Our journey took us through many tiny hamlets and villages around that area. Meeting different cells of able-bodied young men with much hope: the hope for a better tomorrow; one that would transform their communities and improve their lives. We addressed the need for their full participation in the work at hand. I remember being inspired by Cabral, his epic “Tell no lies; claim no easy victories” was resonating in my head all the time! And I delivered my lines to every cell gathering as if I was standing with Amilcar Cabral when he was addressing his comrades in arms in Baafata. Saiks being a “son of the place” made our work much easier than anticipated. He connected with everybody and the most remarkable observation I made on that trip was the mutual trust we shared with the people. That experience later made better sense to me when I got a book from Nana Grey Johnson: Pedagogy of the Oppressed by Paulo Freire.

 

On our return leg we dropped off at Kuntaya. Had a meeting and continued to Sambakala in a van. From Sambakala it was by foot through Kerr Cherno (Sare Cherno Alhaji Baaba), Kerr Mam’Ma (Sare Mam’Ma) and to Sika. We spent a night in Sika where we had a meeting with the village cell members. But first we were treated to a sumptuous dinner. It was chicken janing’dõ and a very tasty one with bara maano (chicken stew with home-grown rice) . As I sat eating with the women I could imagine Saiks taking epicurean pleasure in each spoonful. We’ve been eating raw groundnuts, canned beef and tapalapa most of the time. Throughout the journey, we were accommodated with a lot of hospitality at what our hosts could afford. When we ate a hot meal it was mostly futô/chéré/lachiri with salt and hot water or simple plain rice and some watery domoda. That was the best they could afford – the little they had – and they shared everything with us. That evening in Sika, after a long bath with Astral (my favourite soap of all times), it was like heaven putting my head on a pillow and closing my eyes on a bed.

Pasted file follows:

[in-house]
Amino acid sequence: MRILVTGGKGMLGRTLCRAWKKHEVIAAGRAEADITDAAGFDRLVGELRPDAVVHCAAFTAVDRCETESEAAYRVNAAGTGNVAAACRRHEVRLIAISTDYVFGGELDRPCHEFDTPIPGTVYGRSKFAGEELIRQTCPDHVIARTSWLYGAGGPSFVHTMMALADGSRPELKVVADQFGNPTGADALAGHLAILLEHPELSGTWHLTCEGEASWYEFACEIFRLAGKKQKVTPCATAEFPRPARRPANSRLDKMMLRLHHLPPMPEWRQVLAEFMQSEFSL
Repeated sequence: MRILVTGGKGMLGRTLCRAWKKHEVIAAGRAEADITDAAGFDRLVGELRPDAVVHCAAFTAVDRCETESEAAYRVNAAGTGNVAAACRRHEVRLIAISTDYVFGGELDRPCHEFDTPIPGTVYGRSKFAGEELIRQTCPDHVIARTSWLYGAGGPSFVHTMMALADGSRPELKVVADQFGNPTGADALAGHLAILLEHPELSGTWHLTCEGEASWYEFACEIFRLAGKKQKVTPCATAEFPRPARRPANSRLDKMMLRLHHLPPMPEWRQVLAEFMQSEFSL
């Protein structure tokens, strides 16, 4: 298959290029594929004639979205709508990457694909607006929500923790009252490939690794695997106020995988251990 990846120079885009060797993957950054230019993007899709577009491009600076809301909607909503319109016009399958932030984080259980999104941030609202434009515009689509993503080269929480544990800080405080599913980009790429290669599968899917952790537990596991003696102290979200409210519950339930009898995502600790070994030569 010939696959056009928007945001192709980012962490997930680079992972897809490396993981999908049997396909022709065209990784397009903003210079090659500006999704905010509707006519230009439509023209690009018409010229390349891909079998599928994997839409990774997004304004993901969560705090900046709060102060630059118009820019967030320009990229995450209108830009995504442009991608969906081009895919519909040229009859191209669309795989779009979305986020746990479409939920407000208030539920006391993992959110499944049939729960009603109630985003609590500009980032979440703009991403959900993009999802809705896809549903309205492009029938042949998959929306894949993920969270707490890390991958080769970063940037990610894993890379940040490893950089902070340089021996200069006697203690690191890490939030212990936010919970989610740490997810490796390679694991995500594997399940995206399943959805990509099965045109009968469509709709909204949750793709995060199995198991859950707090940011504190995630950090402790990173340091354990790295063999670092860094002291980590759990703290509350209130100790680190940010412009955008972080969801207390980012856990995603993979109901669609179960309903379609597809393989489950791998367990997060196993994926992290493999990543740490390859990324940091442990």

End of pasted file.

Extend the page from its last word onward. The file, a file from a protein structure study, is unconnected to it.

The next morning we were on track again, by foot to Juffureh, Albreda and Sitanunku. My feet had blisters and the Bata sandals I was wearing have aged a century. Throughout the journey we were given lots of groundnuts as gifts. I remember telling Saiks I was going to either dump some on the way for passers-by, for hares, rabbits, monkeys and any other animal caring to nibble or just drop the whole lot in the next village. The weight was working my nerves. But with delicious fantasy images of plasas, mbaxali gërrté with okra and or jaxatu and domoda flooding my mind, hunger gnawing at my intestines I endured, heavily suppressing the urge to plead with Saiks to carry me on his back. On the outskirts of Sitanunku when an old truck offered to take us all the way to Barra it was like living in a dream. We were exhausted, dehydrated and very dirty covered with red dust. As the driver slowed down, we mustered our last energies, scrambled and flung ourselves and our backpacks in the rear….

 

To be continued……

‘I AM A HO$TAGE OF MY CON$CIENCE!
THERE I$ NO RAN$OM THAT
CAN EVER $ET ME FREE!’ (Jainaba Bah)

© Balang Baa Publications 2012

Jainaba Bah is currently The Gambia’s ambassador to Russia. She is married to former ambassador M Sarjo Jallow.